1. I would agree with very much of that. I think the broad arc I'm taking away is that in practice Gygax placed treasures somewhere between the very-hyper Vol-2 Treasure Table chart and the very-stingy Vol-3 Level Beneath Surface (dungeon dressing) chart.

      It's also possible that his big adjustment to monster XP, and retraction of magic item XP in Basic, weren't thought out together, and reduced advancement more than anyone expected.

      Also agree that the random encounters and treasures in OD&D vs. AD&D probably weren't comprehensively structured in a particular way. Another of my prime lessons is that the core treasure rule is DM fiat placements for the majority of it, and none of his dungeons statistically match any of the rulebook tables (and hence this series trying to dredge up what he was actually doing for designs).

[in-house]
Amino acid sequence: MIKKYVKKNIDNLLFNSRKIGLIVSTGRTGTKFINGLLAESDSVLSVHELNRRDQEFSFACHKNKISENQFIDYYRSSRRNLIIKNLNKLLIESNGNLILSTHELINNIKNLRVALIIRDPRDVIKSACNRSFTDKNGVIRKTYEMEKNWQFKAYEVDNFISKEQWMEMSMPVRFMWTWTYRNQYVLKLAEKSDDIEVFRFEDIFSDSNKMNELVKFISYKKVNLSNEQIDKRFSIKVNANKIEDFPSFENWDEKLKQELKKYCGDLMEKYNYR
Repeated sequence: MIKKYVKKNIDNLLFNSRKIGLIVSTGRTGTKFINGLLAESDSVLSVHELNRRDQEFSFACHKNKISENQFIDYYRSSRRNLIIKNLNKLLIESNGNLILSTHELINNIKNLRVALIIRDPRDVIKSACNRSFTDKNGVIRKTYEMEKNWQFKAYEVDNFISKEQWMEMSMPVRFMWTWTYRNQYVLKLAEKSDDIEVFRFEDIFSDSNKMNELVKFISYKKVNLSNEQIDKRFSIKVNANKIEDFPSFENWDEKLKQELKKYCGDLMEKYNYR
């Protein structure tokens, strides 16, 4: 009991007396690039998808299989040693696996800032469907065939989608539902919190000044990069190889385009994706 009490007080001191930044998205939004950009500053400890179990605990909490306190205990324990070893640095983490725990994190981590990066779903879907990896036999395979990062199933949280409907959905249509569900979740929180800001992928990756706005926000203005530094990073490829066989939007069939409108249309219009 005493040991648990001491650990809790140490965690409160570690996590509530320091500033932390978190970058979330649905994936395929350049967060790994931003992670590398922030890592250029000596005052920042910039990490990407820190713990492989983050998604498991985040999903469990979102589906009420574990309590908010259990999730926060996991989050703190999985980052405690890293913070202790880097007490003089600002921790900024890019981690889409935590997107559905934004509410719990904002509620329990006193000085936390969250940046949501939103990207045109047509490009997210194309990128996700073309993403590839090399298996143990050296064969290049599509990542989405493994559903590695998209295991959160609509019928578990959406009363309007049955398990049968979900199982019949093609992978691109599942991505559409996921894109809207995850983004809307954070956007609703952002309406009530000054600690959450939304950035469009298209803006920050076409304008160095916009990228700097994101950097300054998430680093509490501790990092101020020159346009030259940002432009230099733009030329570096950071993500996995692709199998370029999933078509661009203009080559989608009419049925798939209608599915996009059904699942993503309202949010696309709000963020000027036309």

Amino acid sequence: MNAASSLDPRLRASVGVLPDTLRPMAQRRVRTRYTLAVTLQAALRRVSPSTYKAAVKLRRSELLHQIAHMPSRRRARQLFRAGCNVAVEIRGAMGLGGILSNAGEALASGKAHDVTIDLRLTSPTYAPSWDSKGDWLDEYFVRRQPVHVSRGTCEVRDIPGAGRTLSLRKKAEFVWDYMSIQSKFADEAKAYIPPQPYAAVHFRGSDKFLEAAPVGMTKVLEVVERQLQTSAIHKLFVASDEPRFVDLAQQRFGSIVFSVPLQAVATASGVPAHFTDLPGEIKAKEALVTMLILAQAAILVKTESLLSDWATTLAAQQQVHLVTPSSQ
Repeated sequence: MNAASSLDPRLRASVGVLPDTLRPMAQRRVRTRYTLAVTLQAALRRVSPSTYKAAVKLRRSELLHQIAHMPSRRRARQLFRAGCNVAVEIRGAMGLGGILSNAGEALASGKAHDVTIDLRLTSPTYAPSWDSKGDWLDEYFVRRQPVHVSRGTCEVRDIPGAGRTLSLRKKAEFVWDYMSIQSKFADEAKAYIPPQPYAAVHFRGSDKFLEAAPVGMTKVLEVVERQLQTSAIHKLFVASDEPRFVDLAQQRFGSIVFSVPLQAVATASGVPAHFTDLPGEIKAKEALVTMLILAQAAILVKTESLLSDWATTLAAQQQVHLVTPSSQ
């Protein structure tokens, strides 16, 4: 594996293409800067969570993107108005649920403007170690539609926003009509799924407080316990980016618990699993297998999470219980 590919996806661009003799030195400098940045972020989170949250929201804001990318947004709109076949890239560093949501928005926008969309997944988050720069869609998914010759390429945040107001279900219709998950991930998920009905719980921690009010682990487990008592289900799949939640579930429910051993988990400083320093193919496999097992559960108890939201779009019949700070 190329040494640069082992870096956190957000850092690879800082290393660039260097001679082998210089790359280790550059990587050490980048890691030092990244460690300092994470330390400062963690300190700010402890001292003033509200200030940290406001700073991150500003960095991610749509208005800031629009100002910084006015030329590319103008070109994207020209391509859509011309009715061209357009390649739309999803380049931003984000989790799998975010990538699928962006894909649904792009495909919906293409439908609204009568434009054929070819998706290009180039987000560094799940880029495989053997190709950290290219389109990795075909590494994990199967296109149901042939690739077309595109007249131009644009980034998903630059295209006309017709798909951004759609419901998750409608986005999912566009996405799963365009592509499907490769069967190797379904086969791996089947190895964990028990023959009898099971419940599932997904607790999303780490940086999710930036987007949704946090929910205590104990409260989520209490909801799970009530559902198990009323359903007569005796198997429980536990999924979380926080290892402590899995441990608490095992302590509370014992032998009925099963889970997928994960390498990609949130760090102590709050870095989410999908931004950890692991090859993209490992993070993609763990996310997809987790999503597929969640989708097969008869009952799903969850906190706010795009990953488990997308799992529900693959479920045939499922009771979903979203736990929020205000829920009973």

2. Almost seems like there is a disgreement about what "4 players" means.
    You have a seeming default of 3 PCs and one DM vs 4 PCs and the DM.

    1. That's an interesting take! I wouldn't have thought of that.

  3. Great analysis (both parts), it was fun to read this!

    As I mentioned recently on ODD74, Gygax also added the bit on page 22 that it would require at least 6 to 12 successful adventures to reach second level. Based on the way they played back then, I assume he means "sessions" rather than an entire dungeon, but in view of this advice (which seems very conservative to me) one would not expect the Sample Dungeon alone to be sufficient to level up a party, as it should not take 6 to 12 adventures to complete. So his revisions make sense in this context.